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Madonna’s Addicted to Sweat workout: The sweat is real, the rest is i-Madge-ination

Madonna in concert during her MDNA Tour at the Air Canada Centre in Toronto, Ontario, Canada, Wednesday September 12, 2012 .

teresa barbieri The Globe and Mail

Madonna is the master of the double entendre. The "Free Pussy" message she wore on her back during the Toronto leg of her MDNA tour, ostensibly in support of jailed Russian punk band Pussy Riot, is only the most recent example. With that in mind, I don't think it's unreasonable to approach the subtitles of her new Addicted to Sweat workout series – all of which include the word "wet" – with a major eye roll. The four-DVD set is available at (motto: harder is better) for $59.99 U.S.

Each DVD includes a warm-up, tutorial, workout and cool-down, all purportedly created by Madonna and led by her personal trainer, Nicole Winhoffer, a no-nonsense type with an enviable collection of sexy exercise wear. There's a dance workout (Get Wet), a towel workout (Slippery When Wet), a second, more advanced dance workout (Wet, Wet, Wild) and a chair workout (Dripping Wet).

I am midway through attempting to master the Electric Slide from disc 1 – whose chain of jumps, hop steps and dive kicks is far too complex to recount here – when my husband walks by and asks the million-dollar question: Where's Madonna? Aside from her image on the DVD cases and menus, she is nowhere to be seen. Or heard: The entire soundtrack is by Tracy Young, an "electric music dynamo" who is Madonna's "go-to DJ."

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Throughout the rest of the workouts I eagerly await the arrival of Her Madgesty.

She does not turn up in the special "bonus performance" on disc 1, where Winhoffer performs all three of that workout's dance routines "just like Madonna." (I don't even attempt to follow along; I just stop and admire Winhoffer's impressive footwork.)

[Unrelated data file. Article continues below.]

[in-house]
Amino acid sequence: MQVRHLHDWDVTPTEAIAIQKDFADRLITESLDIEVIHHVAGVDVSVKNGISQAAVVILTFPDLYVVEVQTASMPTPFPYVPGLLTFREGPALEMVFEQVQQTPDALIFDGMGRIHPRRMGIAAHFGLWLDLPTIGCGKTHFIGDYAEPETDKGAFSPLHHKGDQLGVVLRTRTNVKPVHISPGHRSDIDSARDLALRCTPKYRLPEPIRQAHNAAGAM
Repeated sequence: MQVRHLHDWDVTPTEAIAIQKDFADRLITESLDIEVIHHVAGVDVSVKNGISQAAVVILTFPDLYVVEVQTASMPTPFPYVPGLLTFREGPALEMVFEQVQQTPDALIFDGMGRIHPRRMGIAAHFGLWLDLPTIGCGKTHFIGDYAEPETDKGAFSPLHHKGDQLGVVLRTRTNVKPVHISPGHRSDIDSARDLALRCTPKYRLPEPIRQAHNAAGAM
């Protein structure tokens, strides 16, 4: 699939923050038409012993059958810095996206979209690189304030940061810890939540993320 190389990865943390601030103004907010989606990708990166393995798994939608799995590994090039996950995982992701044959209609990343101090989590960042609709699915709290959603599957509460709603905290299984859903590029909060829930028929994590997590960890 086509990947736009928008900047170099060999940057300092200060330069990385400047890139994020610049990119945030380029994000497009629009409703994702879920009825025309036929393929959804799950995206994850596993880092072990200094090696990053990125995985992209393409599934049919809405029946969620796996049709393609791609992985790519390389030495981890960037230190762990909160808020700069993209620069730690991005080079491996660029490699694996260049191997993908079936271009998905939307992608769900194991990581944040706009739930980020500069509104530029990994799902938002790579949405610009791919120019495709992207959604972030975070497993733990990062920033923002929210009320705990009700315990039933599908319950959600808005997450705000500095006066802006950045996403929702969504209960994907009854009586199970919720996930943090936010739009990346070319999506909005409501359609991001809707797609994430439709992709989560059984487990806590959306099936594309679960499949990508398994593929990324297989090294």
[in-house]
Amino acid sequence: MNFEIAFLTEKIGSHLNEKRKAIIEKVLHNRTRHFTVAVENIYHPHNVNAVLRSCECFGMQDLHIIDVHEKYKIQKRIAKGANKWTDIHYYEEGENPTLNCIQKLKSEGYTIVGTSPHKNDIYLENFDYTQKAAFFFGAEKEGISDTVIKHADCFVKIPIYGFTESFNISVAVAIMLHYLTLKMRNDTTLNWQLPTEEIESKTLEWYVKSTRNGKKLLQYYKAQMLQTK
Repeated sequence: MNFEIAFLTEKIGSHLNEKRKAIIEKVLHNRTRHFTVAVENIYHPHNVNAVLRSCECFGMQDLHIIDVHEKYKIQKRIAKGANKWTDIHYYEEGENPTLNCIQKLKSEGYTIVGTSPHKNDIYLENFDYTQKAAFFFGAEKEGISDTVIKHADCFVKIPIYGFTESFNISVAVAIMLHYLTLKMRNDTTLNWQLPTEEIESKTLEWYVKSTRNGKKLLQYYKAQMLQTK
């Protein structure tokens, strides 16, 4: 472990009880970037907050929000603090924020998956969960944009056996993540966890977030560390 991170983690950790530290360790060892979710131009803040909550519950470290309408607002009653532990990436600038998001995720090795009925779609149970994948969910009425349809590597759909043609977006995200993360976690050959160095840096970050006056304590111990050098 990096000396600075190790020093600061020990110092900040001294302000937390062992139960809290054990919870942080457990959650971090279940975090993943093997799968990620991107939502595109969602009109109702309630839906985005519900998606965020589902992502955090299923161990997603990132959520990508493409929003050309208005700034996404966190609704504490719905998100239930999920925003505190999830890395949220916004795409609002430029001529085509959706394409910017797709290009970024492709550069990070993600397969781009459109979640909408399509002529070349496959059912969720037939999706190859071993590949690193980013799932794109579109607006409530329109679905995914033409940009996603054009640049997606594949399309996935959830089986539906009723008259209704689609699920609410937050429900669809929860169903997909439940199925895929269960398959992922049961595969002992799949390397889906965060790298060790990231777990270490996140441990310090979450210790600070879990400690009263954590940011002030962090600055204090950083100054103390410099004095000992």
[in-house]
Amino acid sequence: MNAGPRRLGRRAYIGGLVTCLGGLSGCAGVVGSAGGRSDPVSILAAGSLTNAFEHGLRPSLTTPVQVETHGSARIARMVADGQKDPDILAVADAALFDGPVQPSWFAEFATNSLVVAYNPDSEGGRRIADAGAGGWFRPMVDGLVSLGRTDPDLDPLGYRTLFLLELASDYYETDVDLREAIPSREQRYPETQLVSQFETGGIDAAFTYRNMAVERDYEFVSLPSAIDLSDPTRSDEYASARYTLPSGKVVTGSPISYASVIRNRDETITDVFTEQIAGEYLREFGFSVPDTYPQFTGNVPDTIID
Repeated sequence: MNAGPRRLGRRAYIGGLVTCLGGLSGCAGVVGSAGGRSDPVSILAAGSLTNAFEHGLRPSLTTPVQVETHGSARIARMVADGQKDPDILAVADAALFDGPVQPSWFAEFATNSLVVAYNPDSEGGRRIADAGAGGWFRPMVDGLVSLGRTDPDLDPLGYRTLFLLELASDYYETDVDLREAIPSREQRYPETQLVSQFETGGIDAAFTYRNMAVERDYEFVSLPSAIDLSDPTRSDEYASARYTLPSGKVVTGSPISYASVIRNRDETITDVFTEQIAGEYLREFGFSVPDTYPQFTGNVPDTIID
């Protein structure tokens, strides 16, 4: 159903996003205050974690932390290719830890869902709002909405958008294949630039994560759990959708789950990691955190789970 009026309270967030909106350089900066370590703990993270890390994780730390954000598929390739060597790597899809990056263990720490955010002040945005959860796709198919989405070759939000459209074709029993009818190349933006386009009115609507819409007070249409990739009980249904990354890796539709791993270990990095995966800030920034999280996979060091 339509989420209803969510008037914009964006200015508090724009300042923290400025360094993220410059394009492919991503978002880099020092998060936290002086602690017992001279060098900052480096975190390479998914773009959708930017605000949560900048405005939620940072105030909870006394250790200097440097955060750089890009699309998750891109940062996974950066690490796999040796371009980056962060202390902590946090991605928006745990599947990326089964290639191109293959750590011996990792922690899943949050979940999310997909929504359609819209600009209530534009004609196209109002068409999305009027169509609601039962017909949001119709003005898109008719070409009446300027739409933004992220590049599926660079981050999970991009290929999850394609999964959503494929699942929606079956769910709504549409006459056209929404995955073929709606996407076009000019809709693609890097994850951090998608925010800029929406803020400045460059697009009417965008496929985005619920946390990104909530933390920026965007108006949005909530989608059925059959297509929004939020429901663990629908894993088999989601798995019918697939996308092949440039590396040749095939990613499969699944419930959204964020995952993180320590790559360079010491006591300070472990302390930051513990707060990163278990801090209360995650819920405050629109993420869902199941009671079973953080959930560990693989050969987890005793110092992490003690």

Madge is MIA from disc 2, in which gym towels are used to create resistance in a series of arm exercises, and then as sliders to push legs in and out when we hit the floor in a plank position. These leg moves are perhaps best described as impossible, though Winhoffer unenthusiastically encourages me to "never give up."

Disc 3 is also Madgeless. The second dance workout is even more difficult to keep up with than the first. Flailing about like a complete idiot in my living room, however, is not entirely without merit – I've never laughed so much while working out before.

Thankfully, the final chair workout – a series of dips, kick-backs, step-ups and other strength-training moves that use a chair for support – is easier to follow. True to subtitle, I am indeed very sweaty upon completion, yet there's still no sign of the world's best-selling female recording artist. Is this merely a cash grab from the original Material Girl?

Concerned that there's been some sort of mistake, I e-mail my PR contact to inquire as to Madonna's whereabouts. However, my contact appears to have gone missing as well.

So I decide that it's best to leave Madge out of the equation. I can't help but feel duped by her absence, although that doesn't discount the fact that disc 4 – and to a lesser extent, disc 2 – gave me solid, full-body workouts in the comfort of my living room, with minimal equipment. However, discs 1 and 3 were more entertaining than effective, thanks to the fact that they were much, much too hard for me (insert double entendre here).

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